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First Report of Leaf Spot of Lettuce (Lactuca sativa L.) Caused by Phoma tropica in Italy

Author:
Garibaldi, A., Gilardi, G., Ortu, G., Gullino, M. L.
Source:
Plant disease 2012 v.96 no.9 pp. 1380
ISSN:
0191-2917
Subject:
Botrytis cinerea, DNA primers, Lactuca sativa, Phoma, Rubia, agar, conidia, fluorescent lighting, fungi, growth chambers, internal transcribed spacers, leaf spot, leaves, lettuce, malt extract, mycelium, pathogenicity, pathogens, plastic bags, polymerase chain reaction, pycnidia, ready-to-eat foods, relative humidity, ribosomal DNA, salads, sequence homology, sodium hypochlorite, sowing, spraying, spring, streptomycin, sulfates, Italy, United States
Abstract:
Lettuce (Lactuca sativa L.) is widely grown in Italy, with the production for the preparation of ready-to-eat salads becoming increasingly important. During the spring of 2011, a previously unknown leaf spot was observed on L. sativa plants, cv Rubia, grown in several plastic tunnels in Lumbardy (northern Italy), 20 to 25 days after sowing. Thirty to forty per cent of leaves of the plants growing in the part of the tunnel with the highest relative humidity were affected. Leaves of infected plants showed extensive, irregular, dark brown, necrotic lesions with a chlorotic halo. Lesions initially ranged from 0.5 to 3 mm, then eventually coalesced, reaching 2 to 3 cm, showing a well-defined, dark brown border. Affected leaves senesced and withered. The crown was not affected by the disease. Diseased tissue was excised, immersed in a solution containing 1% sodium hypochlorite for 60 s, rinsed in water, then cultured on potato dextrose agar (PDA), amended with 25 mg/l of streptomycin sulphate. After 5 days, a fungus developed, producing a greenish grey mycelium with a white border when incubated under 12 h/day of fluorescent light at 21 to 23°C. In order to favor the production of conidia, the fungus was transferred on malt extract agar (MA) and maintained under 12 h/day of fluorescent light at 22°C. After 15 days, black pycnidia, 175 to 225 μm, developed, with hyaline, elliptical, unicellular conidia, measuring 3.21 to 6.7 × 1.08 to 3.2 (average 5.5 × 1.9) μm. On the basis of these morphological characteristics, the fungal causal agent of the disease could be related to the genus Phoma (2). The internal transcribed spacer (ITS) region of rDNA of the isolate PHT30 was amplified using the primers ITS1/ITS4 and sequenced. BLAST analysis (1) of the 466-bp segment showed a 99% similarity with the sequence of Phoma tropica (GenBank Accession No. JF923820.1). The nucleotide sequence has been assigned the GenBank Accession No. JQ954396. Pathogenicity tests were performed by spraying healthy 20-day-old lettuce plants, cv Rubia, with a spore suspension (1 × 10⁵ conidia/ml) prepared from 14-day-old colonies of the strain PHT30 grown on MA cultures. Plants inoculated with water alone served as controls. Ten plants per isolate were used. Plants were covered with plastic bags for 5 days after inoculation and maintained in a growth chamber at 20°C and 80% relative humidity. The first foliar lesions, similar to those occurring on the naturally infected plants, developed on leaves 12 days after inoculation. Control plants remained healthy. The pathogen was consistently reisolated from leaf lesions. The pathogenicity test was completed twice. To our knowledge, this is the first report of the presence of P. tropica on lettuce in Italy as well as worldwide. In the United States, the presence of P. exigua was reported in 2006 (3). The economic importance of the disease at present is limited, probably also because symptoms can be confused with those caused by Botrytis cinerea. However, P. tropica could become a more significant problem because of the importance of the crop.References: (1) S. F. Altschul et al. Nucleic Acids Res. 25:3389, 1997. (2) G. H. Boerema. Trans. Br. Mycol. Soc. 67:289, 1976. (3) S. Y. Koike. Plant Dis. 90:1268, 2006.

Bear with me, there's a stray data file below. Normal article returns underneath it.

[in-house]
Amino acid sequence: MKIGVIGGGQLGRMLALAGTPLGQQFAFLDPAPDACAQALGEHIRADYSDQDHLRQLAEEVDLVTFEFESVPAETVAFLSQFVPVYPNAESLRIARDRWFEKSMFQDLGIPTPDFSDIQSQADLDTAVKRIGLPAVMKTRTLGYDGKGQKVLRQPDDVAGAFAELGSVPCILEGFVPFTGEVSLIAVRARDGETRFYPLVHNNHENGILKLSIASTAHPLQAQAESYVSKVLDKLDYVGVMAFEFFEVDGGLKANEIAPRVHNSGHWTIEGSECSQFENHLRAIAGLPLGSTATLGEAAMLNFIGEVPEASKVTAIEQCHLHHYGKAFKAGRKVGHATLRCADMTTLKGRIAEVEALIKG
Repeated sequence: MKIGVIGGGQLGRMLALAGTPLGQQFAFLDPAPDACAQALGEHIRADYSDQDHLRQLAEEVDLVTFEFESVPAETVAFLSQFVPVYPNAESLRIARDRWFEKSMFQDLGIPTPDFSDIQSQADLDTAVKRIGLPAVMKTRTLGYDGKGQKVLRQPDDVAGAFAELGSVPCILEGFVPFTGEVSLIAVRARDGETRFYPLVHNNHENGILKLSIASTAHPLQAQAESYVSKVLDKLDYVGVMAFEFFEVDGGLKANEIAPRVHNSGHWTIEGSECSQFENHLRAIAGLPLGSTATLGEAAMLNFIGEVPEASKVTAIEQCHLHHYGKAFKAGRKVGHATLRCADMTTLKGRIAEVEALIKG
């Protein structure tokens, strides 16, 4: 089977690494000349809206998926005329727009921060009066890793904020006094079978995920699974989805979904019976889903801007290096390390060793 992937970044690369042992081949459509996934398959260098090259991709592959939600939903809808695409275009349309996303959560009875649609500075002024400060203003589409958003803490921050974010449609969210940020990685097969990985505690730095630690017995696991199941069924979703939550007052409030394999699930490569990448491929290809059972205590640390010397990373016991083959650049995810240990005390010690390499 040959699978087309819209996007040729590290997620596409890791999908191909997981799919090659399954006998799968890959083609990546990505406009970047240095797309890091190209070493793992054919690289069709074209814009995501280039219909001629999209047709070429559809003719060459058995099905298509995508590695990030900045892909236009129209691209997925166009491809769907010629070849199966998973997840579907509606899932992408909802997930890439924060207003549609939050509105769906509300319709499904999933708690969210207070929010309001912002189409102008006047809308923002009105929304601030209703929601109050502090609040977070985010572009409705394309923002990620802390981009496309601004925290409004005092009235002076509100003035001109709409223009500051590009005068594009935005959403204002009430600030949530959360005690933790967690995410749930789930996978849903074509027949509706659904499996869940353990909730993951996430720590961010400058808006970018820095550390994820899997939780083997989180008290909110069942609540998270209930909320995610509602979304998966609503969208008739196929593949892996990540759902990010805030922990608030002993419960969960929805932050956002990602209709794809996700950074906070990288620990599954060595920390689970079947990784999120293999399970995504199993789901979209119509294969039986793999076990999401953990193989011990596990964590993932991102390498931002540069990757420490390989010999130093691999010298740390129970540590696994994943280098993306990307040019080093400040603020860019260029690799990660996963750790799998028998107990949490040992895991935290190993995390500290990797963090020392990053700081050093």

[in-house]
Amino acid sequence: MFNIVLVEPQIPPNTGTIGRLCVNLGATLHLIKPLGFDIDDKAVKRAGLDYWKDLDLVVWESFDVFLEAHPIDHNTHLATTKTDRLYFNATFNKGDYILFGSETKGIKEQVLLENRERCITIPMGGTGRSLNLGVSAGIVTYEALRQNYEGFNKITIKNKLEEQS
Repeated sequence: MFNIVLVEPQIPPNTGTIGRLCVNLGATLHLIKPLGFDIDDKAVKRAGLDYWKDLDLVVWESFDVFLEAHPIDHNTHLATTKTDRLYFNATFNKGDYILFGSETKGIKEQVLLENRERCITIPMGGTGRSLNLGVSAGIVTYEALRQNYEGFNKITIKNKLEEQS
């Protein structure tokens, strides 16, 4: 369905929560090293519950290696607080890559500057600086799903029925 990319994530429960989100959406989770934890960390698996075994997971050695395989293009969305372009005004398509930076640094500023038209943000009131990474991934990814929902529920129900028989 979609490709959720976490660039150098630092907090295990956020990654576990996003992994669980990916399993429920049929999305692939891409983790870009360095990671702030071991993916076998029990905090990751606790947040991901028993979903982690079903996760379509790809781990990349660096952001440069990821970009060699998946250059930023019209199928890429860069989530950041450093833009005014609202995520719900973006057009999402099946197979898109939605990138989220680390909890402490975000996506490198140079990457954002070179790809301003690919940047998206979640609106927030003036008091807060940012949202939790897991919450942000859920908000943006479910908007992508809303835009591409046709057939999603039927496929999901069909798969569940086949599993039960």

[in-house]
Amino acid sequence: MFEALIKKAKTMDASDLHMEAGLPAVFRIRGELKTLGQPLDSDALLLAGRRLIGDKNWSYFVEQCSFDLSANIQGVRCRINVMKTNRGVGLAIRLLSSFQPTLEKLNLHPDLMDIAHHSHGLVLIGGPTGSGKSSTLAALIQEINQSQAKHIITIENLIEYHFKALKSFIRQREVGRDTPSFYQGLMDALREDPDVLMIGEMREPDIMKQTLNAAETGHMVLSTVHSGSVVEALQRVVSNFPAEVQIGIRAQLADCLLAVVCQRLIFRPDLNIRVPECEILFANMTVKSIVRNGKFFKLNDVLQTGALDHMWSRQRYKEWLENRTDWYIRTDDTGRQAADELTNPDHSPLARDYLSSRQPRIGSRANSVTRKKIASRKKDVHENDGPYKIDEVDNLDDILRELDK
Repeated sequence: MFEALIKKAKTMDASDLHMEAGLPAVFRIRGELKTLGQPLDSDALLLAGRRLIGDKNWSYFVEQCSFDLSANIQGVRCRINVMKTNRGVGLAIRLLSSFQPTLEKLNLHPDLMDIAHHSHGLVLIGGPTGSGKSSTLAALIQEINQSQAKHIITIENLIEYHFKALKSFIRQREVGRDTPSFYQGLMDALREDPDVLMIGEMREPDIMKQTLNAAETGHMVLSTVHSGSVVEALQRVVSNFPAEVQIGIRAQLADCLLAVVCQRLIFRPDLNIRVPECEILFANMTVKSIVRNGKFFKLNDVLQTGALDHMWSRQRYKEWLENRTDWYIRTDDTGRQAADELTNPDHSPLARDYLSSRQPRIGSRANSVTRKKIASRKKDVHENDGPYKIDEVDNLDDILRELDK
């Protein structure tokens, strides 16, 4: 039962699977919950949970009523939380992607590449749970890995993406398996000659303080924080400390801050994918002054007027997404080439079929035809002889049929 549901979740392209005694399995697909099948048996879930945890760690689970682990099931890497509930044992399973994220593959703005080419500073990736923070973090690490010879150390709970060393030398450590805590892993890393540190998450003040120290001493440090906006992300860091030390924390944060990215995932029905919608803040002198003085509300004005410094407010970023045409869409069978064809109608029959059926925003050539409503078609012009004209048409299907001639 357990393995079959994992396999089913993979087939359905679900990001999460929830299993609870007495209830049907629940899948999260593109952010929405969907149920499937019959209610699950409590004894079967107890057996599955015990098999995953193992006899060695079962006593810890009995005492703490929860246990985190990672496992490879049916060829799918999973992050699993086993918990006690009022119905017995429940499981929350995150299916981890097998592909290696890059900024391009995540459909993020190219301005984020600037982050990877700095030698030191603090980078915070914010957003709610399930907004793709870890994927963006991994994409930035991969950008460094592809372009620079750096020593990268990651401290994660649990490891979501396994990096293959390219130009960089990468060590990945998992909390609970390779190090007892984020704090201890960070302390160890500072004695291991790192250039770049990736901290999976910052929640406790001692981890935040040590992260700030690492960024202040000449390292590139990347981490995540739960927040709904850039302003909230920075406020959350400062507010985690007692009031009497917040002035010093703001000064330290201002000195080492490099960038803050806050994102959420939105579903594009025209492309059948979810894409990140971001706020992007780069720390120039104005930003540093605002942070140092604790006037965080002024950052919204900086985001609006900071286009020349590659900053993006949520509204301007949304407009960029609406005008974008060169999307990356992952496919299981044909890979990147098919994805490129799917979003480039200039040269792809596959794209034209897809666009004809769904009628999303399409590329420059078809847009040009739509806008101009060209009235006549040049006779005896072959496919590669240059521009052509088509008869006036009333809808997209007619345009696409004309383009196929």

Agid:
5490746